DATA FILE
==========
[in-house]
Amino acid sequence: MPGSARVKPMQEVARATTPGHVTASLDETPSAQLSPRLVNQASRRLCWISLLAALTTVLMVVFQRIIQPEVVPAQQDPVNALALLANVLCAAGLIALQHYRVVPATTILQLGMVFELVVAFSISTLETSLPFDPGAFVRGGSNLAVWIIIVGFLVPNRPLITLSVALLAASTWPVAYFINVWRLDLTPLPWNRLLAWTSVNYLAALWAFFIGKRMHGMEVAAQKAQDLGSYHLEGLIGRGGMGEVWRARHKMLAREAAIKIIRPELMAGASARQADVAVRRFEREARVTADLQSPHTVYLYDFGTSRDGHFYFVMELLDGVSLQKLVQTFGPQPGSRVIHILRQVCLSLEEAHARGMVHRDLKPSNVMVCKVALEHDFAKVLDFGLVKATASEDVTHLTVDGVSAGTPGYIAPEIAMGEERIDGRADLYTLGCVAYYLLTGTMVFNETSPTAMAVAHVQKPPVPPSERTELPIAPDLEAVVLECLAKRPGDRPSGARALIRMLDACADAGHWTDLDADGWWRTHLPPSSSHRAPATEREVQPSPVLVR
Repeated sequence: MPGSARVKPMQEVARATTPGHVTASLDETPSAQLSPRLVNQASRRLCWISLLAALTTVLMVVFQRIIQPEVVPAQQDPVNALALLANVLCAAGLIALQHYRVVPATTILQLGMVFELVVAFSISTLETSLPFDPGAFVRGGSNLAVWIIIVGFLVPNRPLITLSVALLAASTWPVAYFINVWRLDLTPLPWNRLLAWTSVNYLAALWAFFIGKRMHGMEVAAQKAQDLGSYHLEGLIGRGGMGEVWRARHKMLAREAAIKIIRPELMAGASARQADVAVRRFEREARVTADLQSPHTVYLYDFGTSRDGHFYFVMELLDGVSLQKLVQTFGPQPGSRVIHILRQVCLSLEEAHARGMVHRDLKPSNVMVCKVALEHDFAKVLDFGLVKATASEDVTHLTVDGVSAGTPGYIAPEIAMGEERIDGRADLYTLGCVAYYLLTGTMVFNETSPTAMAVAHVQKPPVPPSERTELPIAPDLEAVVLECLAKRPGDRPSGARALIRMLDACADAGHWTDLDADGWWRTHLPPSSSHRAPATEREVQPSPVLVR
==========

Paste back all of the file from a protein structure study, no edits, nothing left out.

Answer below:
[in-house]
Amino acid sequence: MPGSARVKPMQEVARATTPGHVTASLDETPSAQLSPRLVNQASRRLCWISLLAALTTVLMVVFQRIIQPEVVPAQQDPVNALALLANVLCAAGLIALQHYRVVPATTILQLGMVFELVVAFSISTLETSLPFDPGAFVRGGSNLAVWIIIVGFLVPNRPLITLSVALLAASTWPVAYFINVWRLDLTPLPWNRLLAWTSVNYLAALWAFFIGKRMHGMEVAAQKAQDLGSYHLEGLIGRGGMGEVWRARHKMLAREAAIKIIRPELMAGASARQADVAVRRFEREARVTADLQSPHTVYLYDFGTSRDGHFYFVMELLDGVSLQKLVQTFGPQPGSRVIHILRQVCLSLEEAHARGMVHRDLKPSNVMVCKVALEHDFAKVLDFGLVKATASEDVTHLTVDGVSAGTPGYIAPEIAMGEERIDGRADLYTLGCVAYYLLTGTMVFNETSPTAMAVAHVQKPPVPPSERTELPIAPDLEAVVLECLAKRPGDRPSGARALIRMLDACADAGHWTDLDADGWWRTHLPPSSSHRAPATEREVQPSPVLVR
Repeated sequence: MPGSARVKPMQEVARATTPGHVTASLDETPSAQLSPRLVNQASRRLCWISLLAALTTVLMVVFQRIIQPEVVPAQQDPVNALALLANVLCAAGLIALQHYRVVPATTILQLGMVFELVVAFSISTLETSLPFDPGAFVRGGSNLAVWIIIVGFLVPNRPLITLSVALLAASTWPVAYFINVWRLDLTPLPWNRLLAWTSVNYLAALWAFFIGKRMHGMEVAAQKAQDLGSYHLEGLIGRGGMGEVWRARHKMLAREAAIKIIRPELMAGASARQADVAVRRFEREARVTADLQSPHTVYLYDFGTSRDGHFYFVMELLDGVSLQKLVQTFGPQPGSRVIHILRQVCLSLEEAHARGMVHRDLKPSNVMVCKVALEHDFAKVLDFGLVKATASEDVTHLTVDGVSAGTPGYIAPEIAMGEERIDGRADLYTLGCVAYYLLTGTMVFNETSPTAMAVAHVQKPPVPPSERTELPIAPDLEAVVLECLAKRPGDRPSGARALIRMLDACADAGHWTDLDADGWWRTHLPPSSSHRAPATEREVQPSPVLVR